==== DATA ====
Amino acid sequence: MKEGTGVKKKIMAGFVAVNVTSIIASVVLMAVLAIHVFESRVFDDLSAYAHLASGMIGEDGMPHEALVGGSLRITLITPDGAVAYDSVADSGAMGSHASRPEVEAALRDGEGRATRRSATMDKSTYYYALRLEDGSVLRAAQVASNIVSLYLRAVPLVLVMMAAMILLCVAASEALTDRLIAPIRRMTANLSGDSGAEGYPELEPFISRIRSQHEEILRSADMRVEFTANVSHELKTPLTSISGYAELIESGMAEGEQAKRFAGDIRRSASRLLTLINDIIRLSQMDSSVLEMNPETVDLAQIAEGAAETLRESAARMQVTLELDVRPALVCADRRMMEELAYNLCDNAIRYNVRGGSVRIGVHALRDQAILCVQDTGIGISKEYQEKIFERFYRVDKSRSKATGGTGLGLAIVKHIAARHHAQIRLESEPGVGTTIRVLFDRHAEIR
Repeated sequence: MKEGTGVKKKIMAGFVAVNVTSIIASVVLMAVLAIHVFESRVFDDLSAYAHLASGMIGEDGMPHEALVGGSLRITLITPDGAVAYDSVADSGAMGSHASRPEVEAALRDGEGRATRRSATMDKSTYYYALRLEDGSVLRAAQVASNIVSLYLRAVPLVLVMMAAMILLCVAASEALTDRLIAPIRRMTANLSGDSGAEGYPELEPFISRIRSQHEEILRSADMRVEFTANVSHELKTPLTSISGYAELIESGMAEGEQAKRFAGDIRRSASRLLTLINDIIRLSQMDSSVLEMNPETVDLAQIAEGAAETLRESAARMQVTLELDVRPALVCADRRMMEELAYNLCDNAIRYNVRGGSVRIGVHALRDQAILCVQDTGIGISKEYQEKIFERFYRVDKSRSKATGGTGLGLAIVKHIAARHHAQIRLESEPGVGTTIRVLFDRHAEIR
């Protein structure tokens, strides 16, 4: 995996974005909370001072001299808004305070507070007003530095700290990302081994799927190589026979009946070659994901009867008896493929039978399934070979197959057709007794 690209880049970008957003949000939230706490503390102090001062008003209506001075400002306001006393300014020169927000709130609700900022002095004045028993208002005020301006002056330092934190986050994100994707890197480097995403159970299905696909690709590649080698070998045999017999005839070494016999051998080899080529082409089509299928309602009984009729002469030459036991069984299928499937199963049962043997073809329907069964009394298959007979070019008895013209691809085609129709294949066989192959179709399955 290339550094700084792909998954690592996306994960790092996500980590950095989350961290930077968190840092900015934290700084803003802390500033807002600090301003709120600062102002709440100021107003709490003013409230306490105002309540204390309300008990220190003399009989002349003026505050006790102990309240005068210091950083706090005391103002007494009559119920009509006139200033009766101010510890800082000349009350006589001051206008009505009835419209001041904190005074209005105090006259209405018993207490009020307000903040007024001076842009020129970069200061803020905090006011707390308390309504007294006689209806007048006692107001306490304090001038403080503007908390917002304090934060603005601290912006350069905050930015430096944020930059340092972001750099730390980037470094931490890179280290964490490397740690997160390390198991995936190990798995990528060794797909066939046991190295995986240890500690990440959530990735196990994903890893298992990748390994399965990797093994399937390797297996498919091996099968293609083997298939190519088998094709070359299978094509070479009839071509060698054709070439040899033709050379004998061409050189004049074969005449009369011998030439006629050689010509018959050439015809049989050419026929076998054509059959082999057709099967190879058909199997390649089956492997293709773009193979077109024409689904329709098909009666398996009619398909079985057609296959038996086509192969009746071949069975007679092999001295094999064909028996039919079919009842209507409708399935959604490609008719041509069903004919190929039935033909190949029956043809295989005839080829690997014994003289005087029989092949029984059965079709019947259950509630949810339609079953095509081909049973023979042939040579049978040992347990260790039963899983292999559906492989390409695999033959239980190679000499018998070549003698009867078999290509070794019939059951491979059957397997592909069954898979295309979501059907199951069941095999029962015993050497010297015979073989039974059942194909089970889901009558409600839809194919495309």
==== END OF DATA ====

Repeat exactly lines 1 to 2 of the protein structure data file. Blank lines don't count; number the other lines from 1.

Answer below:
Amino acid sequence: MKEGTGVKKKIMAGFVAVNVTSIIASVVLMAVLAIHVFESRVFDDLSAYAHLASGMIGEDGMPHEALVGGSLRITLITPDGAVAYDSVADSGAMGSHASRPEVEAALRDGEGRATRRSATMDKSTYYYALRLEDGSVLRAAQVASNIVSLYLRAVPLVLVMMAAMILLCVAASEALTDRLIAPIRRMTANLSGDSGAEGYPELEPFISRIRSQHEEILRSADMRVEFTANVSHELKTPLTSISGYAELIESGMAEGEQAKRFAGDIRRSASRLLTLINDIIRLSQMDSSVLEMNPETVDLAQIAEGAAETLRESAARMQVTLELDVRPALVCADRRMMEELAYNLCDNAIRYNVRGGSVRIGVHALRDQAILCVQDTGIGISKEYQEKIFERFYRVDKSRSKATGGTGLGLAIVKHIAARHHAQIRLESEPGVGTTIRVLFDRHAEIR
Repeated sequence: MKEGTGVKKKIMAGFVAVNVTSIIASVVLMAVLAIHVFESRVFDDLSAYAHLASGMIGEDGMPHEALVGGSLRITLITPDGAVAYDSVADSGAMGSHASRPEVEAALRDGEGRATRRSATMDKSTYYYALRLEDGSVLRAAQVASNIVSLYLRAVPLVLVMMAAMILLCVAASEALTDRLIAPIRRMTANLSGDSGAEGYPELEPFISRIRSQHEEILRSADMRVEFTANVSHELKTPLTSISGYAELIESGMAEGEQAKRFAGDIRRSASRLLTLINDIIRLSQMDSSVLEMNPETVDLAQIAEGAAETLRESAARMQVTLELDVRPALVCADRRMMEELAYNLCDNAIRYNVRGGSVRIGVHALRDQAILCVQDTGIGISKEYQEKIFERFYRVDKSRSKATGGTGLGLAIVKHIAARHHAQIRLESEPGVGTTIRVLFDRHAEIR